Common Core: The Fuss Over Non-Fiction
Q: Where can I find quality informational texts?
Marc Aronson, non-fiction author and historian in this multi-segment interview at the Reading Rockets website reveals a “hidden truth” about non-fiction here in the United States: We are fortunate that publishers view non-fiction in a way that allows each title to be a stand-alone book, carefully crafted, with as much thought to design and format as a picture book. This is not the case elsewhere in the world, and classroom teachers like us benefit from a wide array of rich texts that inform in beautifully crafted ways. A number of professional organizations and journals publish lists of books that will help you to find these wonderful books:
The National Council of Teachers of English bestows awards upon top non-fiction titles for children, taking into account the accuracy, organization, design, and style of newly published books. You can look at the 2012 winners here.
The National Council for the Social Studies publishes an annual list of notable books for children in the field of social studies.
The National Science Teachers Association has for years developed a list of Outstanding Science Trade Books for Students.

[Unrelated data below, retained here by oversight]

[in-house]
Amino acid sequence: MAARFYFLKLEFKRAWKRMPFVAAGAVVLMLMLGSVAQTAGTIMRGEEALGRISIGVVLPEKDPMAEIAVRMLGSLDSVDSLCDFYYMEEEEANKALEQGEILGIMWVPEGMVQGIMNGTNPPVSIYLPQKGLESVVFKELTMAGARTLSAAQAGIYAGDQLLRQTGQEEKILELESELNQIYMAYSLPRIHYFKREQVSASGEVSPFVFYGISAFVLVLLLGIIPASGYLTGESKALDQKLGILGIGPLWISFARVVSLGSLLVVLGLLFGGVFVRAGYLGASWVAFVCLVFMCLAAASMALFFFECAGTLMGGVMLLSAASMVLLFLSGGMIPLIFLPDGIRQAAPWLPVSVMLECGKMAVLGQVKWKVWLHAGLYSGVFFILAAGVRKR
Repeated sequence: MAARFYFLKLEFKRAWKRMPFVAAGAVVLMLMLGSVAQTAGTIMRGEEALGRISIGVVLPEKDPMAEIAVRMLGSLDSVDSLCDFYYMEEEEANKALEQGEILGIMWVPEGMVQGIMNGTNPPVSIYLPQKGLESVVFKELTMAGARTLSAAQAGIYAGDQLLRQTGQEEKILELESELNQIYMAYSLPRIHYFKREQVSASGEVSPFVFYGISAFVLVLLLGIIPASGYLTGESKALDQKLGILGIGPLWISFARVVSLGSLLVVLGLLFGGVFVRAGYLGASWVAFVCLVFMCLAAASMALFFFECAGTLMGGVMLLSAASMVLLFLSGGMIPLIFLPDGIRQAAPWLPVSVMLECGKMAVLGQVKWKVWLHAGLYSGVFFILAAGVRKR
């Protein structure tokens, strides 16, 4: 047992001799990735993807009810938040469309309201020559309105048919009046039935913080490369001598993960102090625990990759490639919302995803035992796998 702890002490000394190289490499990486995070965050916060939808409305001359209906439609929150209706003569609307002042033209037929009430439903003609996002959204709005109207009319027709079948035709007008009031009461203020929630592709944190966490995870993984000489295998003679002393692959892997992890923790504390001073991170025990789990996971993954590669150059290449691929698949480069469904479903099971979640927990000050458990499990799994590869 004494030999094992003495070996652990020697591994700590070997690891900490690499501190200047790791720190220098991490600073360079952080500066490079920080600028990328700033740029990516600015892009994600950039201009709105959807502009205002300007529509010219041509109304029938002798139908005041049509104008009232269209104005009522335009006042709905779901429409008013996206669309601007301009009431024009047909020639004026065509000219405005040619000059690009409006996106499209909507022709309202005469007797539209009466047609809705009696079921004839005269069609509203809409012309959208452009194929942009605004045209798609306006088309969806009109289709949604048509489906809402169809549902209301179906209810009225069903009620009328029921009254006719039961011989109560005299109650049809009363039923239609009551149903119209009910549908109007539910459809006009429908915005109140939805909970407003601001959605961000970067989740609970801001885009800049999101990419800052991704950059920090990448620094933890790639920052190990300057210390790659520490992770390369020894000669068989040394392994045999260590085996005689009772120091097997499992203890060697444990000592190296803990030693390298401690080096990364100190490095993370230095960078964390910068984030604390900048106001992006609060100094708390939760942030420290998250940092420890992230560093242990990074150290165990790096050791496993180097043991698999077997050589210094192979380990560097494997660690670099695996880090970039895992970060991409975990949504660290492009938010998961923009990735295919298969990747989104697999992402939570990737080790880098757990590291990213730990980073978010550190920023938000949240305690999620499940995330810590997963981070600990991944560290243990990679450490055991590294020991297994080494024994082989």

School Library Journal, a popular review source for school librarians, also compiles a list of titles.
For the past forty-five years, The Boston Globe in conjunction with the Horn Book (a review journal for librarians) gives awards to noteworthy books each year, and non-fiction is one category.
Librarian and children's literature expert Judy Freeman offers her list of the top non-fiction books of the century.
Since 2001 the American Library Association has awarded the Robert F. Sibert Medal for the most distinguished informational book published in the United States in the preceding year.
You may also want to check out the CurricConnects lists here at TeachersFirst. You will find brief annotations (including Lexile® levels) of some suggested books on a variety of curricular topics such as money, inventors, health and medicine, immigration, earth science, math, and more.